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Patton (1970)

GP | | Biography, Drama, War | 2 April 1970 (USA)
The World War II phase of the career of the controversial American general, George S. Patton.

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(screen story and screenplay), (screen story and screenplay) | 2 more credits »
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Won 7 Oscars. Another 17 wins & 8 nominations. See more awards »

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Cast

Cast overview, first billed only:
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Gen. Bradley's Driver (as Cary Loftin)
Albert Dumortier ...
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Karl Michael Vogler ...
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1st Lt. Alexander Stiller (as Patrick J. Zurica)
James Edwards ...
Lawrence Dobkin ...
David Bauer ...
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Storyline

"Patton" tells the tale of General George S. Patton, famous tank commander of World War II. The film begins with Patton's career in North Africa and progresses through the invasion of Europe and the fall of the Third Reich. Side plots also speak of Patton's numerous faults such his temper and tendency toward insubordination, faults that would prevent him from becoming the lead American general in the Normandy Invasion as well as to his being relieved as Occupation Commander of Germany. Written by Anthony Hughes <husnock31@hotmail.com>

Plot Summary | Plot Synopsis

Taglines:

Direct from its sensational reserved seat engagement.

Genres:

Biography | Drama | War

Certificate:

GP | See all certifications »

Parents Guide:

 »
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Details

Country:

Language:

| | | | |

Release Date:

2 April 1970 (USA)  »

Also Known As:

A Salute to a Rebel  »

Box Office

Budget:

$12,000,000 (estimated)
 »

Company Credits

Show detailed on  »

Technical Specs

Runtime:

Sound Mix:

(70 mm prints) (Westrex Recording System)| (35 mm prints)| (70 mm re-release)

Color:

Aspect Ratio:

2.20 : 1
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Did You Know?

Trivia

Francis Ford Coppola says in the DVD commentary that he wrote a draft screenplay in 1966 and was fired from the film, in large part because Fox objected to opening the movie with Patton's speech. When the film finally went into production, Coppola's draft was dusted off and most of it used in the final film. See more »

Goofs

When Patton first arrives in France and is meeting with Gen. Bradley in the trailer, Patton states that Hitler's own people recently tried to kill him. (This is a reference to Claus von Stauffenberg's assassination attempt at the "Wolf's Lair," which took place on July 20, 1944.) However, in the following scene, Field Marshal Jodl contends to Rommel that the Normandy invasion is a feint and that the primary invasion will come at Calais. Yet by the time of von Stauffenberg's assassination attempt of Hitler, six weeks after D-Day, the German high command had long realized that Normandy indeed constituted the main invasion, so Jodl's comment is out of place, time-wise. See more »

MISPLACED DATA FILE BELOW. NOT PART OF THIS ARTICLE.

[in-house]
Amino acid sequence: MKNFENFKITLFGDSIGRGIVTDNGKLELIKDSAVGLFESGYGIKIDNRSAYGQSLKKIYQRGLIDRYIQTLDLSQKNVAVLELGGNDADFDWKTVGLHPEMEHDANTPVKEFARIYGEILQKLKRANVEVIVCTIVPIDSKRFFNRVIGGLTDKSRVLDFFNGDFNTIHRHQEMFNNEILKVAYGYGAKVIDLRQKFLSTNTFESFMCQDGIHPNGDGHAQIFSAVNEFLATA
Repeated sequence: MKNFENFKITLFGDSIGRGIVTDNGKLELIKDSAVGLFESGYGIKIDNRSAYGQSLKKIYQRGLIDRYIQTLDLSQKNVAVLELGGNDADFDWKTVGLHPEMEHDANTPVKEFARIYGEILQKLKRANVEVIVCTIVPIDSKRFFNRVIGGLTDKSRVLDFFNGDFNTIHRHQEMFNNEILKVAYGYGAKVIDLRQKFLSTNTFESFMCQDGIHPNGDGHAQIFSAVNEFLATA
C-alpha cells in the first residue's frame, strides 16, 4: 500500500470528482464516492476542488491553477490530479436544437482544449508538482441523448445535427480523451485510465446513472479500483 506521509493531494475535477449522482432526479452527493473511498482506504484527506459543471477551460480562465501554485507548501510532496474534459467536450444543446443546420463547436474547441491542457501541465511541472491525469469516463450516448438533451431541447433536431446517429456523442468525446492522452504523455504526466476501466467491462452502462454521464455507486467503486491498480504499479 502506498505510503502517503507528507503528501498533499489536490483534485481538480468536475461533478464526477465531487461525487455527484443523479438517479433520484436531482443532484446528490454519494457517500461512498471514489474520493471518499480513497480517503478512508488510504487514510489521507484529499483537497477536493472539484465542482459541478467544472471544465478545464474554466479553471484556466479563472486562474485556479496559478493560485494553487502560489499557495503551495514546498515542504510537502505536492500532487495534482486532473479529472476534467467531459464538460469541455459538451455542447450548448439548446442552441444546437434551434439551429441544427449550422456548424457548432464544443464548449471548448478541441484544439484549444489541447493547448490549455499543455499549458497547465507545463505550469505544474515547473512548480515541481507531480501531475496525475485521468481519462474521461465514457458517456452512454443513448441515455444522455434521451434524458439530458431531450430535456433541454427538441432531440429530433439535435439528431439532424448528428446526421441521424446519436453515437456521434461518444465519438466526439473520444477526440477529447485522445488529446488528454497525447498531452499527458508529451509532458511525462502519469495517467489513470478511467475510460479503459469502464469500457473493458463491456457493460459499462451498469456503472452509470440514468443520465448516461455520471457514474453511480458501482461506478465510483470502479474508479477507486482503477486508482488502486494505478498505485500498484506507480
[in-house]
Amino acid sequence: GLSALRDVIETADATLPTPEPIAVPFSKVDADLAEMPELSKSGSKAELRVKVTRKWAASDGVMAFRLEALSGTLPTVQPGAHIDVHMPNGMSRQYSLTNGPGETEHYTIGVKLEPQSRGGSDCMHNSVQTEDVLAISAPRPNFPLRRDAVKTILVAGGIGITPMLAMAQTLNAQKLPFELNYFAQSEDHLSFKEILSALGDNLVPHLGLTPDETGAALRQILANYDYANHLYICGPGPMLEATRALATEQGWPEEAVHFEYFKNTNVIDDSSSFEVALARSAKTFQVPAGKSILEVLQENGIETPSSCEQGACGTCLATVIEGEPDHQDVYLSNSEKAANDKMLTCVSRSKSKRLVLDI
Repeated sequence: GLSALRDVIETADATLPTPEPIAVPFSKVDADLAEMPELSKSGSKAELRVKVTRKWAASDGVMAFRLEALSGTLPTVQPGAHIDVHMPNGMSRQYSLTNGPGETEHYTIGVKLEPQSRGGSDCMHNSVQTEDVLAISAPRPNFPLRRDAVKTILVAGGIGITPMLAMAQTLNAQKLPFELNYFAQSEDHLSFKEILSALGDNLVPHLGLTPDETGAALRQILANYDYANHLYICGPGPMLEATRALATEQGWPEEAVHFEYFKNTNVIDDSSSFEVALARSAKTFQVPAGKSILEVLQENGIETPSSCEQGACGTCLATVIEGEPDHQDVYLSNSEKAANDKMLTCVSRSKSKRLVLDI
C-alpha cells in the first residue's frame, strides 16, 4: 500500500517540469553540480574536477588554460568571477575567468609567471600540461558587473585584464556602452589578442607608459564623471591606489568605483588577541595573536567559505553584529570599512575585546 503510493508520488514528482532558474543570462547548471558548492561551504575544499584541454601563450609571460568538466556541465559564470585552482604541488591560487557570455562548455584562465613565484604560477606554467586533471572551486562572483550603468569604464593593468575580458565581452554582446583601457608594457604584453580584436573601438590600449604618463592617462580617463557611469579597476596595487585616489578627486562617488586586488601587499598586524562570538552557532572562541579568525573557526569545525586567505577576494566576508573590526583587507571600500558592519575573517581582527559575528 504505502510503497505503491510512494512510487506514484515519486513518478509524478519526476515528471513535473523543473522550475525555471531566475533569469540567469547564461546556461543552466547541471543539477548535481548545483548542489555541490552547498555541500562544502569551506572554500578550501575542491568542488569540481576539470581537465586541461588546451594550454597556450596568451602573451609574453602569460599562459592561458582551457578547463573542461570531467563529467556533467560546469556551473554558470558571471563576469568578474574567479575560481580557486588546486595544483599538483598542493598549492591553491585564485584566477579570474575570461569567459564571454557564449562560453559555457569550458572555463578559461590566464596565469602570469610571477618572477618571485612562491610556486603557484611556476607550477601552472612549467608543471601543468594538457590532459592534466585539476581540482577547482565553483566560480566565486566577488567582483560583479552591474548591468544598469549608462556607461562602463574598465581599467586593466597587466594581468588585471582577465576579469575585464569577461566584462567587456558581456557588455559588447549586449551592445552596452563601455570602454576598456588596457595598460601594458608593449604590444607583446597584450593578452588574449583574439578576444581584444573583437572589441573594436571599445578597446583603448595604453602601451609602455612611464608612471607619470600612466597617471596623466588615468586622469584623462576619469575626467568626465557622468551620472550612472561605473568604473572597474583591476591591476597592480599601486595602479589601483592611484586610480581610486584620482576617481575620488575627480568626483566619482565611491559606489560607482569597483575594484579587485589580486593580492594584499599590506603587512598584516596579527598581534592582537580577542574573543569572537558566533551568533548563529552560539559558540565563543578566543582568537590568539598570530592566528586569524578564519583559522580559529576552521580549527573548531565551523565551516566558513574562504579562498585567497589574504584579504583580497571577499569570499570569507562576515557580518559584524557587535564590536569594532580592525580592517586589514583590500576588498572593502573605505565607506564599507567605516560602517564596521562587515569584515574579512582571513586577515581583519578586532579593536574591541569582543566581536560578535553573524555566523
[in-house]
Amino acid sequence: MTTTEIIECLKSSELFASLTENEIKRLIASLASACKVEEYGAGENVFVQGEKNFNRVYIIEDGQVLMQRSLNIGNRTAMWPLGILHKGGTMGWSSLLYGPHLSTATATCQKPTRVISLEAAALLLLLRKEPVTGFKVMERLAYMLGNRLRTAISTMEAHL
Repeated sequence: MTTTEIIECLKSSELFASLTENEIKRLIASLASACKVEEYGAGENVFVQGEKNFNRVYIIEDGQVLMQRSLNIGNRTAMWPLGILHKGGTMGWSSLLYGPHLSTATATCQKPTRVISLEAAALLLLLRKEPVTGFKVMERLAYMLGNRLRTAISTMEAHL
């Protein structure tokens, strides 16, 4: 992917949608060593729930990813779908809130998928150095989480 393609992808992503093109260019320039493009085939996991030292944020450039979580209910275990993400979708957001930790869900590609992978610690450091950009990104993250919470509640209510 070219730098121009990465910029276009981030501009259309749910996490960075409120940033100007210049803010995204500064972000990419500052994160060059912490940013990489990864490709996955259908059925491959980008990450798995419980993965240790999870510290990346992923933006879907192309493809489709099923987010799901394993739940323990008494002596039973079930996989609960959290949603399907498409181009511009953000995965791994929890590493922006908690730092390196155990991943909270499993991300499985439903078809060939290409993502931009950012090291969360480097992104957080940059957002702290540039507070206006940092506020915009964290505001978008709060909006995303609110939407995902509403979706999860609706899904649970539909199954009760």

Quotes

[first lines]
Patton: Now I want you to remember that no bastard ever won a war by dying for his country. He won it by making the other poor dumb bastard die for his country.
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Crazy Credits

One of the very, very few Twentieth Century-Fox films in which that company's logo is not shown at all, beginning or end. The film simply begins with the opening speech, and the opening Fox logo is replaced with an in-credit text-only notice after the speech. However, recent television showings have added the logo (not on DVD prints), and the addition is obviously spliced in from another piece of film. See more »


Soundtracks

The Washington Post
(1889) (uncredited)
Music by John Philip Sousa
Played by three different bands during the film
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Frequently Asked Questions

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User Reviews

 
Fascinating bio of hard-ass WWII general
26 February 2005 | by (West Chester, Pa) – See all my reviews

Question: when is it okay for Hollywood to make up harmless anecdotes about a real-life subject? Answer: when you've got the character down so good you can say with assurance what he would have done given the chance. This is the movie bio to end all movie bios, a perennial on my all-time top ten list, with a career performance by Scott that defined Patton as much as Patton ever did. The film takes us from Africa through Sicily to the climatic run across France towards Germany, along the way exploring the general's complex and textured character. Picks and chooses among the real general's most notable moments, passing on his celebrated potty break on the crossing of the Rhine into Germany and his ill-fated attempt to relieve a POW camp. I suspect the portrayal is a tad overdone but forgivably so - Darren McGavin's later portrayal of Patton as a whiny weasel was much further from the mark. Supporting cast-mates Malden as Bradley and Bates as Mongomery are spot-on. I can't speak for you, but this movie is long and I'd still stick around to see more of George in action.


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